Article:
The first one wasn't as good.
This one isn't much better.
But it's an improvement on the last.
That's all you need.
The first one wasn't as good.
This one isn't much better.
But it's an improvement on the last.
That's all you need.
Positioning, brand image, big idea.
According to Ogilvy, these are three pillars of producing advertising that sells.
The average person is bombarded with advertisements all day, every day. More than they can handle.
How do you get someone to buy your product? Or use your service when there's a sea of options out there?
It used to be if you could be the loudest, you'd win. Now the internet has changed all that. Everyone has the potential for being the loudest.
Your advertisement can be loud and and in their face but it won’t necessarily make the cash register ring. Customers are smarter than ever now. They still don't really know what they want but they do know how well the other guys did it.
The quality of goods and services is going up. And no matter what you’re offering, your customers will compare you to the best experience they've ever had.
I was in Austin with my God Father the other day. And there are two electric scooter companies who have take over the city. We wanted to join in. So we found two scooters, one from Brand 1 and another from Brand 2. I signed up and was rolling down the street before my God Father had even got through the form. User error? Perhaps. But 5-minutes later he still wasn’t signed up, so I tried and I couldn’t get through either. So we ditched Brand 2 and rode Brand 1 for the rest of the trip.
If getting in an Uber takes two taps and your offering takes multiple attempts and a lengthy payment method, who do you think they'll choose?
‘My own definition (of positioning) is what the product does, and who is it for?’
A good advertisement answers these two questions.
Ogilvy gives an example of how he positioned Dove.
‘I could have positioned Dove as a detergent bar for men with dirty hands, but chose instead to position it as a toilet bar for women with dry skin. This is still working 25 years later.’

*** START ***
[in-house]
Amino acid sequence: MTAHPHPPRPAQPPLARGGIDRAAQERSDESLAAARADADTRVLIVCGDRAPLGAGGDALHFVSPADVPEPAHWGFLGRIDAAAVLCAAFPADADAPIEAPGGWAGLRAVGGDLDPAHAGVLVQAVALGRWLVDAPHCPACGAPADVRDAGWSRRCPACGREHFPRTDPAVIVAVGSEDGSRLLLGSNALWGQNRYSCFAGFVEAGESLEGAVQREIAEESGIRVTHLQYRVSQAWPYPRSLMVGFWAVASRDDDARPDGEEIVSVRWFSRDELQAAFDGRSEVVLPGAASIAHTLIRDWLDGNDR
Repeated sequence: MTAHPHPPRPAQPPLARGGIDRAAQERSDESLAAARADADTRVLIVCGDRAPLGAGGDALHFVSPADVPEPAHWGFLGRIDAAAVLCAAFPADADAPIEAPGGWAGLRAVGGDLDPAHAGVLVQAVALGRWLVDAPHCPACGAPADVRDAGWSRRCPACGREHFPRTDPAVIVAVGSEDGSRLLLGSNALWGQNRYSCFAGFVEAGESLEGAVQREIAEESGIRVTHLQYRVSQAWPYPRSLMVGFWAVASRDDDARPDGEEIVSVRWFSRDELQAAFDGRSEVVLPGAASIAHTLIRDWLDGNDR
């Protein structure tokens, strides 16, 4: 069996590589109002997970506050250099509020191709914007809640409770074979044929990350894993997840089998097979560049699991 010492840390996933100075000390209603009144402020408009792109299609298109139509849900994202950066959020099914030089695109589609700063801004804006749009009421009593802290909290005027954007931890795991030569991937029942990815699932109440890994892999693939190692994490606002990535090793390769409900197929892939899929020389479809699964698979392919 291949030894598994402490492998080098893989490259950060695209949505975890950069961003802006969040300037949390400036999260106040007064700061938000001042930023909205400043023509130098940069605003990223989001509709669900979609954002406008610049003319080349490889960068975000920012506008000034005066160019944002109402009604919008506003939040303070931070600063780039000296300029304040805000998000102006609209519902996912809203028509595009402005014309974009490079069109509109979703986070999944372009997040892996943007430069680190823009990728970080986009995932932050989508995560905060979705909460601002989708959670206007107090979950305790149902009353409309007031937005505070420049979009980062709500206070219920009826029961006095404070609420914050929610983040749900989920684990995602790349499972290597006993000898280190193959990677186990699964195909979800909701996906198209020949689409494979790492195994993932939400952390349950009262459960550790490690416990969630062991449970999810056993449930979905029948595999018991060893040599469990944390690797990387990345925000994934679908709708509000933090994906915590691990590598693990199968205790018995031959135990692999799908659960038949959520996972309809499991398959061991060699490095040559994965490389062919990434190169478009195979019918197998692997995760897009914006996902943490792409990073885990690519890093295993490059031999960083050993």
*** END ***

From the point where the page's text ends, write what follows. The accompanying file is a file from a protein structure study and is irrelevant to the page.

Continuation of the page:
People don’t buy your product. They buy the story they can tell themselves when they own it.
No one needs the latest iPhone. A phone half the price will do a similar job. But if you own it, you’re one of the people with the latest iPhone. You broadcast to the world, 'Hey, I've got the resources to get the latest iPhone.'
When you position your product or service, what promise are you offering?
‘We save product managers time by...’ Or ‘this software will save you $1000 per week on your stock ordering.’
1. What does your product do?
2. Who is it for?
Remember these two questions when writing your next advertisement.
People love coffee. It’s the second biggest commodity next to oil. 2.2 billion cups are drunk worldwide everyday.
Coffee is cheap. My friend runs a coffee business. He says the average mark up on a cup of coffee is 800-1000%.
So why do you pay $5 for a coffee at your favourite place versus the $1 you could spend at the corner store?
It’s because your favourite place has a brand behind it. You know the owner, Sarah, the beans are sourced from somewhere, ‘there’s a slight hint of caramel in this months blend.’
‘The brand image is 90 per cent of what the distiller has to sell.’ — Ogilvy on the three main whiskey distillers in the US.
There isn’t much difference between one cup of coffee or one bottle of whiskey apart from the image behind it.
Brand image is saying, ‘people like us, do things like this.’
Coca-Cola doesn’t tell you how many coca leaves go into their soda, instead they show you pictures of attractive people drinking Coca-Cola and having the time of their lives.
‘Researchers at the Department of Psychology at the University of California gave distilled water to students. They told some of them that it was distilled water, and asked them to describe its taste. Most said it had no taste of any kind. They told the other students that the distilled water came out of the tap. Most of them said it tasted horrible. The mere mention of tap conjured up an image of chlorine.’
What will people think of when they think of your brand?
Tap water or distilled water?
‘It takes a big idea to attract the attention of customers and get them to buy your product. Unless your advertising contains a big idea, it will pass like a ship in the night.’
But where do you get a big idea?
‘Big ideas come from the unconscious. This is true in art, in science and in advertising. But your unconscious has to be well informed, or your idea will be irrelevant.’
There are no guidelines to getting the muse to show up. But one thing is for sure. For it to arrive, you have to do your homework.
Ogilvy was researching for a Rolls Royce campaign when he comes across the line, ‘At 60 miles per hour, the loudest thing in the Rolls Royce is the electric clock.’
Then it became one of the greatest headlines of all time.
Who’s more likely to think of a big idea?
John: ‘I never do research about the product, I rely on intuition alone.’
Rachel: ‘I spend the first week of any campaign learning everything I can about what I’m creating a campaign for, who uses it, who doesn’t use it, why they use it.’
Ogilvy was considered one of the best creatives of his time but even he felt the difficulties of identifying good ideas.